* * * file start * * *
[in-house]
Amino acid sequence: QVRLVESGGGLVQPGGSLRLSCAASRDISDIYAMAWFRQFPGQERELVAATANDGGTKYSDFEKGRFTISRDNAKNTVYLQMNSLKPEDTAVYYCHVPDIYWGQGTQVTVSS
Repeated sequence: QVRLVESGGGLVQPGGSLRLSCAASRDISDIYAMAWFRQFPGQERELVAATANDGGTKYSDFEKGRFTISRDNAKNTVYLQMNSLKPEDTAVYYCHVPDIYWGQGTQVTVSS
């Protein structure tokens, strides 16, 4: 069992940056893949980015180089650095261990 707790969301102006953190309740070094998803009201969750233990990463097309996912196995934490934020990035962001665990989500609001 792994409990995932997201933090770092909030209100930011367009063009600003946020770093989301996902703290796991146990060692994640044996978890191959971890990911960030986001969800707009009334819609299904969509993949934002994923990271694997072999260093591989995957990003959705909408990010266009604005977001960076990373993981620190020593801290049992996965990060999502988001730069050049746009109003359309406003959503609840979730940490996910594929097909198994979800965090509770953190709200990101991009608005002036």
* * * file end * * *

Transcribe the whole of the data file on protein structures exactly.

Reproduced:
[in-house]
Amino acid sequence: QVRLVESGGGLVQPGGSLRLSCAASRDISDIYAMAWFRQFPGQERELVAATANDGGTKYSDFEKGRFTISRDNAKNTVYLQMNSLKPEDTAVYYCHVPDIYWGQGTQVTVSS
Repeated sequence: QVRLVESGGGLVQPGGSLRLSCAASRDISDIYAMAWFRQFPGQERELVAATANDGGTKYSDFEKGRFTISRDNAKNTVYLQMNSLKPEDTAVYYCHVPDIYWGQGTQVTVSS
């Protein structure tokens, strides 16, 4: 069992940056893949980015180089650095261990 707790969301102006953190309740070094998803009201969750233990990463097309996912196995934490934020990035962001665990989500609001 792994409990995932997201933090770092909030209100930011367009063009600003946020770093989301996902703290796991146990060692994640044996978890191959971890990911960030986001969800707009009334819609299904969509993949934002994923990271694997072999260093591989995957990003959705909408990010266009604005977001960076990373993981620190020593801290049992996965990060999502988001730069050049746009109003359309406003959503609840979730940490996910594929097909198994979800965090509770953190709200990101991009608005002036």